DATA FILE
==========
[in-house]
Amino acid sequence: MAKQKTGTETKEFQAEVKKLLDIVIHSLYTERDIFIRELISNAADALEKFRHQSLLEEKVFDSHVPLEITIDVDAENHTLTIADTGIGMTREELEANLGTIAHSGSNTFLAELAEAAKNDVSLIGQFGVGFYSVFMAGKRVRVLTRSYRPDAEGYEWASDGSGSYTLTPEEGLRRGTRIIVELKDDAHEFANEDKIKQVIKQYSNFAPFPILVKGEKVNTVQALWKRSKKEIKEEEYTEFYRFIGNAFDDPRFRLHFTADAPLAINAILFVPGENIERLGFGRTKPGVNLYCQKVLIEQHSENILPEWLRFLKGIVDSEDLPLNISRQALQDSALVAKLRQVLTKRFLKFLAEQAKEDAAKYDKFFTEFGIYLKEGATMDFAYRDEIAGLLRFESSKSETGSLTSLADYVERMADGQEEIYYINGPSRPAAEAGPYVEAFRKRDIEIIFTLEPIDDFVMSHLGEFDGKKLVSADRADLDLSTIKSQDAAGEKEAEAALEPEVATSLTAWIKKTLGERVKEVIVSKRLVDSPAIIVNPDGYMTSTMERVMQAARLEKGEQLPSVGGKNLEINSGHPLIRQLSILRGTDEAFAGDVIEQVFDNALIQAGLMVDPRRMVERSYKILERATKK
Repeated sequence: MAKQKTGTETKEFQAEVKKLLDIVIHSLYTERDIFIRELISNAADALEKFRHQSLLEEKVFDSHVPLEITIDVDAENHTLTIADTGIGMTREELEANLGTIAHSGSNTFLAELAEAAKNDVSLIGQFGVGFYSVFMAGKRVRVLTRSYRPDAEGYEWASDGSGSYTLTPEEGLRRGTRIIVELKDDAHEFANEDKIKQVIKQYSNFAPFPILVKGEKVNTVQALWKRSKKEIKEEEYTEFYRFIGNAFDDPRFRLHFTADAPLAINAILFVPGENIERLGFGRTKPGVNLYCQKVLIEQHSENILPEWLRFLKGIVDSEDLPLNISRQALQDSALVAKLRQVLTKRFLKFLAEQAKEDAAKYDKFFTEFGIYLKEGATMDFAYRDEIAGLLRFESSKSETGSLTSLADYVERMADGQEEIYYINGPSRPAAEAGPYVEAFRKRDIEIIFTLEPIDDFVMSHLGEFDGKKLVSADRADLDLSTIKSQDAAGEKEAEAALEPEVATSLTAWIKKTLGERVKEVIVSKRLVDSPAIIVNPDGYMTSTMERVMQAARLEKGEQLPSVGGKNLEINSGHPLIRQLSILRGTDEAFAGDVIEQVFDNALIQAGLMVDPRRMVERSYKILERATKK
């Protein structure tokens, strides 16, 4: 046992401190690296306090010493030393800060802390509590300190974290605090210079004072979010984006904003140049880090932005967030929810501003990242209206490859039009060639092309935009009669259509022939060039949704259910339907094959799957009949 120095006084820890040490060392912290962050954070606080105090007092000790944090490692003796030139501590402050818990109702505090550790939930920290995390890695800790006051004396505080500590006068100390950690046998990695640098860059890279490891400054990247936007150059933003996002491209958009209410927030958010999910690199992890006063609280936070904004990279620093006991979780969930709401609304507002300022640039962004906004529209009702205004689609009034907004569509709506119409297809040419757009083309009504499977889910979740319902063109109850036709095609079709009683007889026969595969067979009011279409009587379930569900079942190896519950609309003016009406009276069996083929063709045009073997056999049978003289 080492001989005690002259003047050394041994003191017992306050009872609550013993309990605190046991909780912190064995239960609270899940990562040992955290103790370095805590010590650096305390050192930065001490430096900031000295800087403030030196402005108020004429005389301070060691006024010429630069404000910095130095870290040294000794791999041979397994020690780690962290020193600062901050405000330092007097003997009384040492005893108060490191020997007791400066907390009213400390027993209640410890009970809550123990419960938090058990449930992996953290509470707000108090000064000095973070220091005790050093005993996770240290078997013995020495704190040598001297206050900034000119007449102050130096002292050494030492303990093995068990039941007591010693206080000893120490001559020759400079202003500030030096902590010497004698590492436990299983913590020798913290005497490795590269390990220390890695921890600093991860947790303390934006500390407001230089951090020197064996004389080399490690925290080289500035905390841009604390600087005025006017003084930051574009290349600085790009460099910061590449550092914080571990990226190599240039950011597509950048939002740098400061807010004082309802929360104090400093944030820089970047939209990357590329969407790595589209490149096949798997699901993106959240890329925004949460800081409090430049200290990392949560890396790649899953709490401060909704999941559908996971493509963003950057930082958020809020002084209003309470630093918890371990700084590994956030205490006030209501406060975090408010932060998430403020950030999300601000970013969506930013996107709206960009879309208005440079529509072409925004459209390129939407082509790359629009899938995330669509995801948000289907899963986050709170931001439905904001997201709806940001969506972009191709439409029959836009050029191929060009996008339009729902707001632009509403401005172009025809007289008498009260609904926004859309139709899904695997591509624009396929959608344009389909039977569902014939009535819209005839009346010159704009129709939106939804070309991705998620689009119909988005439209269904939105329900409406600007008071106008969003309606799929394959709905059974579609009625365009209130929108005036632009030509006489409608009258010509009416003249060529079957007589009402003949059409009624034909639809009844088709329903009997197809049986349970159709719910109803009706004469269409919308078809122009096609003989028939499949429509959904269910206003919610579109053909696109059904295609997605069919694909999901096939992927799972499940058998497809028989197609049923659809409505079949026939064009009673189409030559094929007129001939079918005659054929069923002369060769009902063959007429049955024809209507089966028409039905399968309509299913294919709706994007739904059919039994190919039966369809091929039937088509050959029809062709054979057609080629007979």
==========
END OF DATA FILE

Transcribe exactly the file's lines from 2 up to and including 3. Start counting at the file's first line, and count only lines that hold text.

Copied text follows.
Amino acid sequence: MAKQKTGTETKEFQAEVKKLLDIVIHSLYTERDIFIRELISNAADALEKFRHQSLLEEKVFDSHVPLEITIDVDAENHTLTIADTGIGMTREELEANLGTIAHSGSNTFLAELAEAAKNDVSLIGQFGVGFYSVFMAGKRVRVLTRSYRPDAEGYEWASDGSGSYTLTPEEGLRRGTRIIVELKDDAHEFANEDKIKQVIKQYSNFAPFPILVKGEKVNTVQALWKRSKKEIKEEEYTEFYRFIGNAFDDPRFRLHFTADAPLAINAILFVPGENIERLGFGRTKPGVNLYCQKVLIEQHSENILPEWLRFLKGIVDSEDLPLNISRQALQDSALVAKLRQVLTKRFLKFLAEQAKEDAAKYDKFFTEFGIYLKEGATMDFAYRDEIAGLLRFESSKSETGSLTSLADYVERMADGQEEIYYINGPSRPAAEAGPYVEAFRKRDIEIIFTLEPIDDFVMSHLGEFDGKKLVSADRADLDLSTIKSQDAAGEKEAEAALEPEVATSLTAWIKKTLGERVKEVIVSKRLVDSPAIIVNPDGYMTSTMERVMQAARLEKGEQLPSVGGKNLEINSGHPLIRQLSILRGTDEAFAGDVIEQVFDNALIQAGLMVDPRRMVERSYKILERATKK
Repeated sequence: MAKQKTGTETKEFQAEVKKLLDIVIHSLYTERDIFIRELISNAADALEKFRHQSLLEEKVFDSHVPLEITIDVDAENHTLTIADTGIGMTREELEANLGTIAHSGSNTFLAELAEAAKNDVSLIGQFGVGFYSVFMAGKRVRVLTRSYRPDAEGYEWASDGSGSYTLTPEEGLRRGTRIIVELKDDAHEFANEDKIKQVIKQYSNFAPFPILVKGEKVNTVQALWKRSKKEIKEEEYTEFYRFIGNAFDDPRFRLHFTADAPLAINAILFVPGENIERLGFGRTKPGVNLYCQKVLIEQHSENILPEWLRFLKGIVDSEDLPLNISRQALQDSALVAKLRQVLTKRFLKFLAEQAKEDAAKYDKFFTEFGIYLKEGATMDFAYRDEIAGLLRFESSKSETGSLTSLADYVERMADGQEEIYYINGPSRPAAEAGPYVEAFRKRDIEIIFTLEPIDDFVMSHLGEFDGKKLVSADRADLDLSTIKSQDAAGEKEAEAALEPEVATSLTAWIKKTLGERVKEVIVSKRLVDSPAIIVNPDGYMTSTMERVMQAARLEKGEQLPSVGGKNLEINSGHPLIRQLSILRGTDEAFAGDVIEQVFDNALIQAGLMVDPRRMVERSYKILERATKK